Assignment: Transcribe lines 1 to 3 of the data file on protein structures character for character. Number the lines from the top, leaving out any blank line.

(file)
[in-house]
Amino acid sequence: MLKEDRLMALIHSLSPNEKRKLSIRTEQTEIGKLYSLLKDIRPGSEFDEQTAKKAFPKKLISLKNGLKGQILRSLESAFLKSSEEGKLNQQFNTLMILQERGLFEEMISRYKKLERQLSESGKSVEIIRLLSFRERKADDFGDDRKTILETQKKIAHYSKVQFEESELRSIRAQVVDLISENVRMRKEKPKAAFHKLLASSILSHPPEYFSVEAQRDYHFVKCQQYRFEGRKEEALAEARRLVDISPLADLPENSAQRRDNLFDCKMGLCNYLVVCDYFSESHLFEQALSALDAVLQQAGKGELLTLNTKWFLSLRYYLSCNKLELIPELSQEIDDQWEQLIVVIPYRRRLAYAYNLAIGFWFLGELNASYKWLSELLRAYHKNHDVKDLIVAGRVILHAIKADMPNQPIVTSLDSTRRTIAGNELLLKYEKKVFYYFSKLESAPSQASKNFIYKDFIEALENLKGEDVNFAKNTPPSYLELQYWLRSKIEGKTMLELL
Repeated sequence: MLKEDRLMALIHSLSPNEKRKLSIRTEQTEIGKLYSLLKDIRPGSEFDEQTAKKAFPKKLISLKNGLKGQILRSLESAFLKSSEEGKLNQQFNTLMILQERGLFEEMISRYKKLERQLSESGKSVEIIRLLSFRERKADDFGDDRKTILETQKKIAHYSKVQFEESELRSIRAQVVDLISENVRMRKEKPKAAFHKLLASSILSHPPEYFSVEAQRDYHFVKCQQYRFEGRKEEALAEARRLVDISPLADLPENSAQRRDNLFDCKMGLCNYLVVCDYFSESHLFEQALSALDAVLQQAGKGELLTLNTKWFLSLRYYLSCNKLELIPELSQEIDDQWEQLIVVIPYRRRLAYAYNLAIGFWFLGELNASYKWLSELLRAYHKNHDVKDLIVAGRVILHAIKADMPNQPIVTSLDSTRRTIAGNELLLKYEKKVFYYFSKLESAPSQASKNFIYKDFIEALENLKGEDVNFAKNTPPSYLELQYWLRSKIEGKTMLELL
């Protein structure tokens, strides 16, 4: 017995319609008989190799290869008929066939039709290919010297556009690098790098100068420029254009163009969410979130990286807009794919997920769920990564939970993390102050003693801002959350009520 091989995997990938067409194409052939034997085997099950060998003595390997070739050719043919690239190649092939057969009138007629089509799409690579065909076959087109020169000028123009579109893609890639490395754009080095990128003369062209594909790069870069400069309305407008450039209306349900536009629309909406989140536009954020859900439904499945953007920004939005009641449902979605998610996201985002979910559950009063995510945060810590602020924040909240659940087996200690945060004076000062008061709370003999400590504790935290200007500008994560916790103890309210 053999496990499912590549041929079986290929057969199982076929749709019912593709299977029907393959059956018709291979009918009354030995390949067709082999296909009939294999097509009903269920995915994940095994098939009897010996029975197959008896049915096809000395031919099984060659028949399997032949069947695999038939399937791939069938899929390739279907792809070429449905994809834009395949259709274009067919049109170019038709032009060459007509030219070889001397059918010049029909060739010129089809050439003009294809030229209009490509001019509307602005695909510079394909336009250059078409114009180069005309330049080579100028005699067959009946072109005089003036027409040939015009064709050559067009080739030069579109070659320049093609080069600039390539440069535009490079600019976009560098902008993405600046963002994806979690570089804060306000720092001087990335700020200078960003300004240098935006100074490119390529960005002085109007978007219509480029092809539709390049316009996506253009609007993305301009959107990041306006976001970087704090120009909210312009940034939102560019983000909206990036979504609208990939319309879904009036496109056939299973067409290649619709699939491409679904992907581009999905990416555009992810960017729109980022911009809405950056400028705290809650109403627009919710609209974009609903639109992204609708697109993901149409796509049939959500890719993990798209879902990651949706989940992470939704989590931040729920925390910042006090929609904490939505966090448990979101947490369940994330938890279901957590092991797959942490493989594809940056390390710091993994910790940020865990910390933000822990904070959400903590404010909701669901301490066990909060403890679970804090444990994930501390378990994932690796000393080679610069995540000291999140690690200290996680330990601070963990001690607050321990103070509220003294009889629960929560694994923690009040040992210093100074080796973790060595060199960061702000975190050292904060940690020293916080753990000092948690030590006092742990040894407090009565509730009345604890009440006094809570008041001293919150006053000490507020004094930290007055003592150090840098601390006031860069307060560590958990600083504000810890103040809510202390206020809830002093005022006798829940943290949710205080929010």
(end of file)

[in-house]
Amino acid sequence: MLKEDRLMALIHSLSPNEKRKLSIRTEQTEIGKLYSLLKDIRPGSEFDEQTAKKAFPKKLISLKNGLKGQILRSLESAFLKSSEEGKLNQQFNTLMILQERGLFEEMISRYKKLERQLSESGKSVEIIRLLSFRERKADDFGDDRKTILETQKKIAHYSKVQFEESELRSIRAQVVDLISENVRMRKEKPKAAFHKLLASSILSHPPEYFSVEAQRDYHFVKCQQYRFEGRKEEALAEARRLVDISPLADLPENSAQRRDNLFDCKMGLCNYLVVCDYFSESHLFEQALSALDAVLQQAGKGELLTLNTKWFLSLRYYLSCNKLELIPELSQEIDDQWEQLIVVIPYRRRLAYAYNLAIGFWFLGELNASYKWLSELLRAYHKNHDVKDLIVAGRVILHAIKADMPNQPIVTSLDSTRRTIAGNELLLKYEKKVFYYFSKLESAPSQASKNFIYKDFIEALENLKGEDVNFAKNTPPSYLELQYWLRSKIEGKTMLELL
Repeated sequence: MLKEDRLMALIHSLSPNEKRKLSIRTEQTEIGKLYSLLKDIRPGSEFDEQTAKKAFPKKLISLKNGLKGQILRSLESAFLKSSEEGKLNQQFNTLMILQERGLFEEMISRYKKLERQLSESGKSVEIIRLLSFRERKADDFGDDRKTILETQKKIAHYSKVQFEESELRSIRAQVVDLISENVRMRKEKPKAAFHKLLASSILSHPPEYFSVEAQRDYHFVKCQQYRFEGRKEEALAEARRLVDISPLADLPENSAQRRDNLFDCKMGLCNYLVVCDYFSESHLFEQALSALDAVLQQAGKGELLTLNTKWFLSLRYYLSCNKLELIPELSQEIDDQWEQLIVVIPYRRRLAYAYNLAIGFWFLGELNASYKWLSELLRAYHKNHDVKDLIVAGRVILHAIKADMPNQPIVTSLDSTRRTIAGNELLLKYEKKVFYYFSKLESAPSQASKNFIYKDFIEALENLKGEDVNFAKNTPPSYLELQYWLRSKIEGKTMLELL